a world which held for him such brilliant and tender memories.
Aimee, he learned, had received the appointment of Court reader,
translator of English plays and periodicals, and was living at
Versailles. Almost in the same breath Jones received information
which radically changed his future career, for Mr. Jefferson told
him he had been requested by Baron Simolin, the Russian Ambassador,
to lay before him a proposition which was, in brief, an unofficial
offer of service in the Russian navy.
In his journal Jones says, "I was at first inclined to view the
proposition as chimerical, though I knew that the impending war
between Russia and Turkey must afford grand possibilities of naval
operations, because an indispensable factor in it would be the
destruction of the Turkish navy in the Euxine, and the conversion of
that land-locked sea into a Russian lake...
"On the other hand, I knew little of Russia or the Russians. My
acquaintance with them was limited to less than a dozen personages
in Imperial diplomatic service. . . . I knew not one word of the
language. I could not see how it would be possible to satisfactorily
direct operations of subordinates in warfare through interpreters. .
. . I had formed impressions as to the genius and methods of
government in Russia that accorded ill with any conception of what
ought to be in that respect . . . these impressions had been wholly
derived from reading. I was, of course, open to whatever lessons
actual observation and experience might teach. . . . I admitted to
him that it opened up a vision of ambitious hopes and dreams of
glory on a grand scale too powerful and too vivid to be lightly cast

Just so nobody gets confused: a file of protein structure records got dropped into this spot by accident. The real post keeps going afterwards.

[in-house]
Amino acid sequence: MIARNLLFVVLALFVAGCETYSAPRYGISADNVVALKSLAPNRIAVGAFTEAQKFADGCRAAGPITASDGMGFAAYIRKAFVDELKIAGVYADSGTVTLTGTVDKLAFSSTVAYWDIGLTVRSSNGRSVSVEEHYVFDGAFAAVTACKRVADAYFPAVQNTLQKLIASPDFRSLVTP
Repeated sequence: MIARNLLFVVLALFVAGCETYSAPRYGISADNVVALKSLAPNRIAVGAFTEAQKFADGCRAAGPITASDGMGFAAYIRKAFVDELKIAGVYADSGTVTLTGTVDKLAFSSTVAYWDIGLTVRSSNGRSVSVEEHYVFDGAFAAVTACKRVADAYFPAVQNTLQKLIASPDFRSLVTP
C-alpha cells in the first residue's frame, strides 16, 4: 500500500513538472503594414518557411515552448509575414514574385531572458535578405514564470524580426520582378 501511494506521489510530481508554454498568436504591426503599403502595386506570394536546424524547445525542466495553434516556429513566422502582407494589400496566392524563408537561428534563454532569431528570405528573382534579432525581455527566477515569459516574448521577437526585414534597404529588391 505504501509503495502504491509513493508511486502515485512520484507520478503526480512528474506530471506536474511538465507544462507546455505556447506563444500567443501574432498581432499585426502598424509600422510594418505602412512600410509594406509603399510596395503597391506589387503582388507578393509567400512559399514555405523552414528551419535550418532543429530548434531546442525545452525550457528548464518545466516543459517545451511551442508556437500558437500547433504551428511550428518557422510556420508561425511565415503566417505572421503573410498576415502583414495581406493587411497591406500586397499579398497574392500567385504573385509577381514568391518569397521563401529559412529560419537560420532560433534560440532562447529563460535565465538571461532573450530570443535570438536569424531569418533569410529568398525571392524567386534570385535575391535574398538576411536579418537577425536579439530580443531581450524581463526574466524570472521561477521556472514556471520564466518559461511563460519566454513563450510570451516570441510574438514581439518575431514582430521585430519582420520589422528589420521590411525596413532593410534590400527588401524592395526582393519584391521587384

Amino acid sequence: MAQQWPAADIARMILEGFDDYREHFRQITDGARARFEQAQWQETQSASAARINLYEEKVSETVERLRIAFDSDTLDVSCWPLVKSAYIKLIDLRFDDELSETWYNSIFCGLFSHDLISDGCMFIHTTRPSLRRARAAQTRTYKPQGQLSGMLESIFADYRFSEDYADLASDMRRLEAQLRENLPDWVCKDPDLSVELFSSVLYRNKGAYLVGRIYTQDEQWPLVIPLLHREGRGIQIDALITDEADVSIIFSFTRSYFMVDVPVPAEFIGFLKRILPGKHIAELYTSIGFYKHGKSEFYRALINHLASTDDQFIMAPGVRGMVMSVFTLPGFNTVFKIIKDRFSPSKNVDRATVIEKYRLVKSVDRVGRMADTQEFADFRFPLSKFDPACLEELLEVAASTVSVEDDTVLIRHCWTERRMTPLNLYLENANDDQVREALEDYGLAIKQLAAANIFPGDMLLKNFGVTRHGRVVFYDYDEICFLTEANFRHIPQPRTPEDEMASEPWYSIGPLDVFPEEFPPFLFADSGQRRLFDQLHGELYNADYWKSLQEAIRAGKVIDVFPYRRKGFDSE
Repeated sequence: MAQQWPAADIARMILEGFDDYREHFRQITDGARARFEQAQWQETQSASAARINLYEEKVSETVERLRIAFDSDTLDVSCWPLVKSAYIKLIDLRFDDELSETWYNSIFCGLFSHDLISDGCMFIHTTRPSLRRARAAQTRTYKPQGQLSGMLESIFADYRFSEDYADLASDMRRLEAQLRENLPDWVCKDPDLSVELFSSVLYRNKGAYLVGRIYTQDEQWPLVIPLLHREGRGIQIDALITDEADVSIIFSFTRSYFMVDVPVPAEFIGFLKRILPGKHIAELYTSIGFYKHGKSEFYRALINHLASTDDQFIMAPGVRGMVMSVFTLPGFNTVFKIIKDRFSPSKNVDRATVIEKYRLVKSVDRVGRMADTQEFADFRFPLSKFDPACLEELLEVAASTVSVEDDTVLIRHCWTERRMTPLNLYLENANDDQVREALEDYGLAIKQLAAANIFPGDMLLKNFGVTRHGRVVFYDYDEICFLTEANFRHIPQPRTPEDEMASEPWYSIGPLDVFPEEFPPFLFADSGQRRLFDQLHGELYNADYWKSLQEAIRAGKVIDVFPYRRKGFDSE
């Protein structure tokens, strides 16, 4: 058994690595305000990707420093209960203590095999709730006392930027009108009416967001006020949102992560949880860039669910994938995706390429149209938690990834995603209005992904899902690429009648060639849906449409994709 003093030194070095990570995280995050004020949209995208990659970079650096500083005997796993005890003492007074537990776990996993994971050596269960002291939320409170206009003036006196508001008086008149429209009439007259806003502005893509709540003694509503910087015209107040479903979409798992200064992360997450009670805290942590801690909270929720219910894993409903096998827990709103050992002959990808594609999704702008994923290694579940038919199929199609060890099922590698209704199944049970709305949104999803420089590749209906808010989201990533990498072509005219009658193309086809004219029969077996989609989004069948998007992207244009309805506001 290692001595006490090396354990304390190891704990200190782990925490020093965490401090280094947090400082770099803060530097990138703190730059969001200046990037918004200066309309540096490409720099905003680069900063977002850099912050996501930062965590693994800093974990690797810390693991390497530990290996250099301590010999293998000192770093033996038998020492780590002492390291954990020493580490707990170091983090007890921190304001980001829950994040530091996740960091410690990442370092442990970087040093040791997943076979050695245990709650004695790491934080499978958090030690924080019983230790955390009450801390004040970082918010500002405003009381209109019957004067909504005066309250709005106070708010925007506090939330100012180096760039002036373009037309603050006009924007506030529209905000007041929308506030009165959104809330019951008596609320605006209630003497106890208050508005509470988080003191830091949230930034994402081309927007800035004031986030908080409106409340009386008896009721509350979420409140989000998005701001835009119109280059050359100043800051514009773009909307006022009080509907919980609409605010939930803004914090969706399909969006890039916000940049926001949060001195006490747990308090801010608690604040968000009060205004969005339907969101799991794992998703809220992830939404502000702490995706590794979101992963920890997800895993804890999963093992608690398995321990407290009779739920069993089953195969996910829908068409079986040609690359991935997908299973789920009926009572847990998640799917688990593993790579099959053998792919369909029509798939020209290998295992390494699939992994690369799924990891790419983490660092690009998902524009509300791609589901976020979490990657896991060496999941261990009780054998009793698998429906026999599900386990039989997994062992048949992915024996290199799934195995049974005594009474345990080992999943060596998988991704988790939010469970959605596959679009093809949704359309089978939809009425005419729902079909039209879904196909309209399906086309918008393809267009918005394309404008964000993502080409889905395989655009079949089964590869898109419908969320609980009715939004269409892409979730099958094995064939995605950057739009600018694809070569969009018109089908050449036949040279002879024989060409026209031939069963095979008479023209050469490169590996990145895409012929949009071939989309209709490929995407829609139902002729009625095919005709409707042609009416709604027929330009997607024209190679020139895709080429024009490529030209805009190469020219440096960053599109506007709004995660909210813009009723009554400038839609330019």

"Mr. Jefferson was complimentary enough to say that while my
knowledge of French would enable me to deal fully with Russians in
high station, he was persuaded that my aptness at learning foreign
tongues would doubtless soon remove the objections on the score of
the Russian language itself. He said he had but one more duty to
discharge in the premises, namely, to bring me personally in contact
with the Russian ambassador.
Recollections of a Long Life 1829 - 1915
By Isaac Stephenson (1915)
We've now completed this book with thr following chapters...
Early events in senatorial career - Failure to arrive at working
agreement with La Follette over patronage - Requests for aid for La
Follette presidential campaign - Convention of 1908 - The La
Follette Platform - Nomination of Taft - The senatorial campaign of
1908 - Announcement of my candidacy
Difficulties of primary campaign - Hostility of the La Follette
organization - Setting up an organization and obstacles encountered
Tactics of opposition Election and repudiation of primary by La
Follette forces Investigation by state legislature - Standards of
propriety in campaign expenditures Vindication by investigating
committee - Investigation by United States Senate - Retirement from
Changes in social fabric and customs in three-quarters of a century
- Adaptability of human nature - Hardships of old not measure of
happiness - Demand for luxuries and growing extravagance - The high
cost of living - Surplus of doctors and demand for drugs - Lawyers -